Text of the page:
Welcome to European Tribune. It's gone a bit quiet around here these days, but it's still going.
One big question for me over the "poisonings"-thingies in general is why should any national secret service, and in particular, that of a large and militarily-scientifically advanced nation such as Russia (which could if so inclined presumably draw on highly-efficient personnel and methods - that is, if it should decide that certain adversaries were becoming a serious threat to vital national and/or internal-political interests) use such picturesque but extremely/suspiciously inefficient, blatant and adverse-publicity-generating "hit methods"?????

Writing from Italy with an eye to our not-so-distant past but also with a beady eye to more recent international goings-on including some US/UK "mysteries", the classic secret-service hit-methods both at home and abroad would seem to be far more discrete and effective - the commonest being of course faked car-accidents, faked suicides and mysterious "disappearances"... all quick and simple enough to execute, I'd say if carefully prepared they'd take no more than a 4-man hit-team plus a small logistics support-team?

So why on earth - if it really felt it had become necessary to physically eliminate a minor Berezovski-gang conman - or even an "orange" Ukrainian politician - should Russia now favour such Conan-Doyle-style weirdities rather than more efficient, less backfire-prone "standard issue" covert-op hit-techniques??


Other big question is of course "why now?" - and the timing-factor, at least to me, seems likewise to weigh AGAINST against the poisoning being ascribable to the Russian government, as it occurs in a geopolitical context of agitated US/UK attempts to isolate Russia from Europe and prevent political/economic convergences of interests... and in particular, it was simultaneous with the Polish attempt to block the new EU strategic agreement with Russia on energy ties etc.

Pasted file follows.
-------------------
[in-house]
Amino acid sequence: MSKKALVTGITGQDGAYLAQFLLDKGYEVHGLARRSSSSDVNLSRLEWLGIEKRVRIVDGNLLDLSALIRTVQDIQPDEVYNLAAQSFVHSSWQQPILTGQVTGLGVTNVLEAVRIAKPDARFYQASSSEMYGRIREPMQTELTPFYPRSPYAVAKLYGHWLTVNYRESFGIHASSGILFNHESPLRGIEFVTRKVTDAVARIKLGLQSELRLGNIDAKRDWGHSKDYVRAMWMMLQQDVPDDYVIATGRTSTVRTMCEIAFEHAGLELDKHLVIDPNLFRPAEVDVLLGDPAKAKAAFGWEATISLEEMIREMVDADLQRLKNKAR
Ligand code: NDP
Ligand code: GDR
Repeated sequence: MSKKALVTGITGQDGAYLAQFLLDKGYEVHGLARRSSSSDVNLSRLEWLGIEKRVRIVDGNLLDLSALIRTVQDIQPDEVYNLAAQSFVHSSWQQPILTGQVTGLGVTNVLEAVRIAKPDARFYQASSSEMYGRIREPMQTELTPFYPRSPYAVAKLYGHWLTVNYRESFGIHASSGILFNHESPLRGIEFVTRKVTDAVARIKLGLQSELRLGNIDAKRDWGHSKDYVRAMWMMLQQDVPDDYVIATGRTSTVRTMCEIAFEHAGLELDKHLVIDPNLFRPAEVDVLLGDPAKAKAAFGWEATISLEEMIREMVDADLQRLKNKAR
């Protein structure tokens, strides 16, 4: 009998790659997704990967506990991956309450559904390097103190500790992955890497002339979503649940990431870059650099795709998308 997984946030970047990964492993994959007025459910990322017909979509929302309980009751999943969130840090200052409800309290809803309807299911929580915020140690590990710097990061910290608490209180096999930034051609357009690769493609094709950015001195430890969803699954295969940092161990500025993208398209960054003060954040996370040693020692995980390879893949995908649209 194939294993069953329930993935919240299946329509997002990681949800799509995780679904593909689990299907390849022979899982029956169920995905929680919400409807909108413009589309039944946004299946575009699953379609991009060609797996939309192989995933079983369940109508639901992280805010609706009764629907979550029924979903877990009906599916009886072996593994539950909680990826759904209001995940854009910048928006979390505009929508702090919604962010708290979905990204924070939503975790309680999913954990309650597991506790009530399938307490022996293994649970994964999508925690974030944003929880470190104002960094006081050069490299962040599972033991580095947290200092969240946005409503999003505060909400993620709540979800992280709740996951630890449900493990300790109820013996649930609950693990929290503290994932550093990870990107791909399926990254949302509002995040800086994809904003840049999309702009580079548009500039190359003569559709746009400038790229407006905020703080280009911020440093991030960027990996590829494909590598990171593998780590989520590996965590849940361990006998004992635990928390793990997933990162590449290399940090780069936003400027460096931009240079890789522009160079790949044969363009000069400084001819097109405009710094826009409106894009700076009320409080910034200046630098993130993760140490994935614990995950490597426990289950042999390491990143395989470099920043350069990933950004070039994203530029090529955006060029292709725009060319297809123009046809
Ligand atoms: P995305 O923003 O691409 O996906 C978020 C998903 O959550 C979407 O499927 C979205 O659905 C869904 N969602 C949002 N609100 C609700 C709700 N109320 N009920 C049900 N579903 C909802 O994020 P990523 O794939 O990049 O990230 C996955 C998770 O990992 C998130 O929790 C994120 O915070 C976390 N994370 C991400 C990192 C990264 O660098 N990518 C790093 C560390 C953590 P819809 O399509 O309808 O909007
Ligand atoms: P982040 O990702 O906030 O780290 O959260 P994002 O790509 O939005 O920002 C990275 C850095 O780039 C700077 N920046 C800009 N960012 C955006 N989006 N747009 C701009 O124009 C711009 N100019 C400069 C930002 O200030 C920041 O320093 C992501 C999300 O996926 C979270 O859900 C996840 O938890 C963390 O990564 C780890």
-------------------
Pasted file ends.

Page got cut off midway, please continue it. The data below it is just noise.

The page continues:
So it came at a time when Russia itself could be presumed to have an interest in avoiding spectacular adverse publicity in Europe... and its "anglosphere" opponents seem to have a no less marked interest in stirring up anti-Russian opinion-waves?

Which of course doesn't mean I'm accusing the CIA, MI6 or other western services of being involved either directly or indirectly in the poisoning, as the Berezovski-entourage certainly keeps strange enough company of its own, of a kind prone to settling scores in... call 'em "ethically-challenged" ways? ... but it could at least partly explain some of the odder aspects of the MSM coverage?

"Ignoring moralities is always undesirable, but doing so systematically is really worrisome." Mohammed Khatami

by eternalcityblues (parvati_roma aaaat libero.it) on Tue Nov 21st, 2006 at 12:48:52 PM EST
[ Parent ]
I really enjoy your way of thinking and questioning.  It makes me come up with even more questions and theories, but I´ll just wait for the real thing.

Are the twins involved....?  

Our knowledge has surpassed our wisdom. -Charu Saxena.

by metavision on Tue Nov 21st, 2006 at 01:34:19 PM EST
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Haven't the faintest idea! Deciding that a story - as told - "smells fishy" is one thing, getting anywhere near identifying the "real fish behind the fishy-smell" is quite another. Italian experience is that sometimes (but by no means always) some kind of truth - or at least a reasonably credible approximation - may come out years and years later thanks to stubborn, truly dedicated judicial and/or journalistic investigations... that's probably the best one can hope for.